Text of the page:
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Thermomagnetic convection

  1. Aug 24, 2010 #1

    I'm currently reading papers about ferrofluids and trying to understand the physics behind this topic.

    I do understand, that if we consider a vertikal temperature gradient, we get a antiparallel magnetization gradient. The ferrofluid with a the higher magnetization will move to the area with higher magnetic field, if we have applied an external magnetic field gradient.

    But if we consider a constant external magnetic field, the magnetization gradient induces a antiparallel magnetic field gradient. As far as I know, ferrofluids are superparamagnetic and therefore density of magnetic field lines will rise. So, in my mind, the magnetic field gradient has to be in the same direction as the magnetization gradient for a constant external magnetic field.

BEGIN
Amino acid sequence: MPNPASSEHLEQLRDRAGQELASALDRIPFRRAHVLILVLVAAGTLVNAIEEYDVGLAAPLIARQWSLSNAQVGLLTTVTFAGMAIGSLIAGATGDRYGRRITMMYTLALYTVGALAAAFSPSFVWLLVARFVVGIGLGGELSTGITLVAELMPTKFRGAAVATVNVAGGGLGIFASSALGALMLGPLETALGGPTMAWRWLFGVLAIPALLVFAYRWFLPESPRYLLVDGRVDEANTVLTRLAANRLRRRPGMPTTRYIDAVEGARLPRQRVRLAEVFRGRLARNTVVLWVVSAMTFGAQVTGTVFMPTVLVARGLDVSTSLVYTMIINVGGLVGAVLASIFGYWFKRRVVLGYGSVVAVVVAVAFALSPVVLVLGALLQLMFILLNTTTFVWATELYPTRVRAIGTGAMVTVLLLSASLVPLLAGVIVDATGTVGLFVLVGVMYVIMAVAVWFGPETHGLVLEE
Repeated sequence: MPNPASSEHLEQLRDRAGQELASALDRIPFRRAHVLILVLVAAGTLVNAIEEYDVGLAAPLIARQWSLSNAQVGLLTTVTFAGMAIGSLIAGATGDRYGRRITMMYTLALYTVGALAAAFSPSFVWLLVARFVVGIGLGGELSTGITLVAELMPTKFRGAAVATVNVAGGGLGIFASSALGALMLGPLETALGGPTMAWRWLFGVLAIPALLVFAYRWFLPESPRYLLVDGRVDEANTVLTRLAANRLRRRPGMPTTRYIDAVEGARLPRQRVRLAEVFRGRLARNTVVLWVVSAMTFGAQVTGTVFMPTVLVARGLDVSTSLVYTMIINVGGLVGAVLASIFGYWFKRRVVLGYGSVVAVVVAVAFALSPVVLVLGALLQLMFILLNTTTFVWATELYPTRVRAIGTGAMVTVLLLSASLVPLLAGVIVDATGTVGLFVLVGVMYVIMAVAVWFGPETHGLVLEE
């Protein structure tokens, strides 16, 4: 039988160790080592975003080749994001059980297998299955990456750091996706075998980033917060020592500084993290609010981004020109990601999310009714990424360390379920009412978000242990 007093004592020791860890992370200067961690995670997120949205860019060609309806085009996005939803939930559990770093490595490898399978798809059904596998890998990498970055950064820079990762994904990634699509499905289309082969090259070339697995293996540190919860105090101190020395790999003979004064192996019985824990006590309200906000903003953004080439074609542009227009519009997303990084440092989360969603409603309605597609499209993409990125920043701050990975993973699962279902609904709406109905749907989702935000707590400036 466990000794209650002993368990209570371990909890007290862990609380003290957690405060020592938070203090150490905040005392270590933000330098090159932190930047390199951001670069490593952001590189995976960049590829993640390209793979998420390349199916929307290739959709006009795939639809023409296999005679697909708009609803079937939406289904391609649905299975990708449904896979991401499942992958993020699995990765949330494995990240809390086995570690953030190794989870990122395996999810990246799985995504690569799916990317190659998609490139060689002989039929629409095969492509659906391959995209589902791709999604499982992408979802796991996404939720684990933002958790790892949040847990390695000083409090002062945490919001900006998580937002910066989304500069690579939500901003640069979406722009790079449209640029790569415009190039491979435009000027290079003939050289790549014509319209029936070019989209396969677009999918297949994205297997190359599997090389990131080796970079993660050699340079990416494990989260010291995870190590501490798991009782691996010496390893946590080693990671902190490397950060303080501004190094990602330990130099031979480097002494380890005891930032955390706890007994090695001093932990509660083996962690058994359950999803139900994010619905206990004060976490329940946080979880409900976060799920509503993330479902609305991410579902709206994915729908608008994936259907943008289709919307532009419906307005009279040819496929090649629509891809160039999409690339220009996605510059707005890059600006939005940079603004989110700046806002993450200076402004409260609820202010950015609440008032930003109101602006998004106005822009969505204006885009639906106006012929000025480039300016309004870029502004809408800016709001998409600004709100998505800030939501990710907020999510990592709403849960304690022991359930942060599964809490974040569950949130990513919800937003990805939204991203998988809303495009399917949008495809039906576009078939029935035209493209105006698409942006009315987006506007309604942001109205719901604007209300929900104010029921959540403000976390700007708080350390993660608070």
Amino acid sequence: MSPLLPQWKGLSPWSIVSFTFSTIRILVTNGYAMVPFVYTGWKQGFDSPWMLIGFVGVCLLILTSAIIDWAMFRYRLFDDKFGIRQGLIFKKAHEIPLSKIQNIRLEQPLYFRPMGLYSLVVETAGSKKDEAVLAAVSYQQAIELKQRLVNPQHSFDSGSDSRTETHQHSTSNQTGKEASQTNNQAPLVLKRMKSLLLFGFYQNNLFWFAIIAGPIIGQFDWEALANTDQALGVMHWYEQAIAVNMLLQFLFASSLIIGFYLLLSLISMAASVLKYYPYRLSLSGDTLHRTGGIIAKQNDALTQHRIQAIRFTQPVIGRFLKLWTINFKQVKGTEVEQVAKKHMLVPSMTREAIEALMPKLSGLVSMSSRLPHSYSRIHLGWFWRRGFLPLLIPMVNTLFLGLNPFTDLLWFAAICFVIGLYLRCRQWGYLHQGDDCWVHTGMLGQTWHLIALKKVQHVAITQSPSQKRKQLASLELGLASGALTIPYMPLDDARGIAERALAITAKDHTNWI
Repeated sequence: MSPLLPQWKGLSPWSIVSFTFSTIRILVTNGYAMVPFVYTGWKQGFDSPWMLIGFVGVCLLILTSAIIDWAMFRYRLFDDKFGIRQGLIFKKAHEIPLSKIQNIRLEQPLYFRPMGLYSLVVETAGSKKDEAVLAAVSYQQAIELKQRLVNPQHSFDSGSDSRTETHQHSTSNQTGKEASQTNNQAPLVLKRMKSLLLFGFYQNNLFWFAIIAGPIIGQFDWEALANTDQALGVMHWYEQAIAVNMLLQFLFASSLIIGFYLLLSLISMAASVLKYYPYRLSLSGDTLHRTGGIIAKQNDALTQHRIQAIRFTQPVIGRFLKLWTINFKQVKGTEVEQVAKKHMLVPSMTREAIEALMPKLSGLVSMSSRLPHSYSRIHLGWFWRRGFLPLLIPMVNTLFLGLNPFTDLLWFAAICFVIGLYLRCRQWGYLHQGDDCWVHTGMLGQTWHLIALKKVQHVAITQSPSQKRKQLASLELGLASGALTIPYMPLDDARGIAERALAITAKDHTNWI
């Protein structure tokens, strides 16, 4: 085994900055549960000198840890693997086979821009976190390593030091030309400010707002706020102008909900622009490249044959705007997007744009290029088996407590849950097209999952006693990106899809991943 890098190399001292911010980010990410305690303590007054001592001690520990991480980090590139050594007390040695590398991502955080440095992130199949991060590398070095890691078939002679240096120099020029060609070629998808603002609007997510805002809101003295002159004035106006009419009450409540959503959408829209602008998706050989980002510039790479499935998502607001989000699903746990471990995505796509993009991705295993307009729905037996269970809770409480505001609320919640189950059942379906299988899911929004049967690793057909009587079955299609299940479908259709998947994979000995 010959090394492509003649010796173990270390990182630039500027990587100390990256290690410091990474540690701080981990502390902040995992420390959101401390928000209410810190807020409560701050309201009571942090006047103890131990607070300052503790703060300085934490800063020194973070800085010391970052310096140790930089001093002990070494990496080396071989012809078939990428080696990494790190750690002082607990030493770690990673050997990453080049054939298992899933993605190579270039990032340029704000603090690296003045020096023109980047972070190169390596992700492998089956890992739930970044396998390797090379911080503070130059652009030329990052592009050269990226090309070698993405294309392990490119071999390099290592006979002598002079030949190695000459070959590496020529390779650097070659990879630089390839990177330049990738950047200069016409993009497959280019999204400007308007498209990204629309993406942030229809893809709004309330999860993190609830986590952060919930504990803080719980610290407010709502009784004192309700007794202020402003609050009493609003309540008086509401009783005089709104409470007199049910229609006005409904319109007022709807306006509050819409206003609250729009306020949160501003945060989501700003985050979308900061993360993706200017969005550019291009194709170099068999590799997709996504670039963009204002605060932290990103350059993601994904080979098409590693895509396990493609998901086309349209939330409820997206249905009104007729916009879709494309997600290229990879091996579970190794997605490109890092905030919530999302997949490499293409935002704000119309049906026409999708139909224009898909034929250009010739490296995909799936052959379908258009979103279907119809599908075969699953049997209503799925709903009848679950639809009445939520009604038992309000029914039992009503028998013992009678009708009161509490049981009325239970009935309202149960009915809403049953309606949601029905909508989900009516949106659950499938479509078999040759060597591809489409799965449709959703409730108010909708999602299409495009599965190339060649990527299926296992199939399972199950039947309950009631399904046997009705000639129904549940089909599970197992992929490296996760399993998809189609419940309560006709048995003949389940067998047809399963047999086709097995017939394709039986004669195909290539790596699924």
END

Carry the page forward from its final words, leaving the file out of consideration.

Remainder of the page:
Here you can see an illustration of the above example: http://www.mpipks-dresden.mpg.de/~adlange/research.html#thermomagnetic"

    Can somebody explain this phenomena?
    Last edited by a moderator: Apr 25, 2017
  2. jcsd
  3. Aug 25, 2010 #2
    The mathematical solution is actually easy:



    [itex]\vec{B}= \mu_0(\vec{M}+\vec{H})[/itex]
    [itex]\vec{H}=\begin{pmatrix} 0 \\ 0 \\ H_z \end{pmatrix} ,\vec{M}=\begin{pmatrix} 0 \\ 0 \\ M_z \end{pmatrix}[/itex]

    we get

    [itex]\frac{dH}{dz} = -\frac{dM}{dz}[/itex]

    But the physical explanation?!
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